Raise your hand if you’re spatial
Relations between verbal and spatial skills and gesture production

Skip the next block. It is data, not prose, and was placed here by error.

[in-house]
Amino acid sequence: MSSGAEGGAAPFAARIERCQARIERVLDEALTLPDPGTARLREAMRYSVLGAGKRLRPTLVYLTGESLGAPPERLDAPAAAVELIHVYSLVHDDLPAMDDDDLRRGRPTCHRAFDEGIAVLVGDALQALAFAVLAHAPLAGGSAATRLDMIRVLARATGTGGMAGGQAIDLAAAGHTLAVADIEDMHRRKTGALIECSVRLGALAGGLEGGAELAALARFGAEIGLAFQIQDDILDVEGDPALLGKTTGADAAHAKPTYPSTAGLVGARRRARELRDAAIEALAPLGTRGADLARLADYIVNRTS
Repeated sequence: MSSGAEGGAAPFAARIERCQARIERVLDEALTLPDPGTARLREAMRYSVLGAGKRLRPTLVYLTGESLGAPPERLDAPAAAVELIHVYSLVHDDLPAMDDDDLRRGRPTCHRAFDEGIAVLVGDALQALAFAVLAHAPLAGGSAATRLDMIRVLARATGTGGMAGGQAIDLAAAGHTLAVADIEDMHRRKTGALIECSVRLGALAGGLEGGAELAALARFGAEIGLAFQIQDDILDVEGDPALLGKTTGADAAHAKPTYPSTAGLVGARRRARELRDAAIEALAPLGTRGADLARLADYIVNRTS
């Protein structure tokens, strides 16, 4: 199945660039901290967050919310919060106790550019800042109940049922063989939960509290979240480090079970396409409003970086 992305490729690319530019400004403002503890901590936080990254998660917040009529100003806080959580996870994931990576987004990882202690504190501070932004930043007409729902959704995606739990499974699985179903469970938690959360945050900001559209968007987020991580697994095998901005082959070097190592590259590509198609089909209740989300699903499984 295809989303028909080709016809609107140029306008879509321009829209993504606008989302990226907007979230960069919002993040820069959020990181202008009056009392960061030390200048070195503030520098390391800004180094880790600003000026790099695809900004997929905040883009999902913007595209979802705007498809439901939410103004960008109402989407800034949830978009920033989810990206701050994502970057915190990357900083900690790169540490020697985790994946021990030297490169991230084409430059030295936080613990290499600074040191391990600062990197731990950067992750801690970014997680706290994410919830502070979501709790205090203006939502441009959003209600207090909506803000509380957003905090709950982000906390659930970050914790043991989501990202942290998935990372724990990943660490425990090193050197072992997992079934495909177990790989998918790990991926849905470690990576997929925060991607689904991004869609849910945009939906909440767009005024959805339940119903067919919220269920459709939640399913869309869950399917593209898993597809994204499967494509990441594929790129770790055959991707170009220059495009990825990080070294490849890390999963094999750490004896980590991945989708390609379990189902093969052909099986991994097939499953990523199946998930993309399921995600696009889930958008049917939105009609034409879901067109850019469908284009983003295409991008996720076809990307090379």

Individuals differ greatly in how often they gesture when they speak. This study investigated relations between speakers’ verbal and spatial skills and their gesture rates. Two types of verbal skill were measured: semantic fluency, which is thought to index efficiency with lexical access, and phonemic fluency, which is thought to index efficiency with organizing the lexicon in novel ways. Spatial skill was measured with a visualization task. We hypothesized that individuals with low verbal skill but high spatial visualization skill would gesture most often, due to having mental images not closely linked to verbal forms. This hypothesis was supported for phonemic fluency, but not for semantic fluency. We also found that individuals with low phonemic fluency and individuals with high phonemic fluency produced representational gestures at higher rates than individuals with average phonemic fluency. The findings indicate that individual differences in gesture production are associated with individual differences in cognitive skills.
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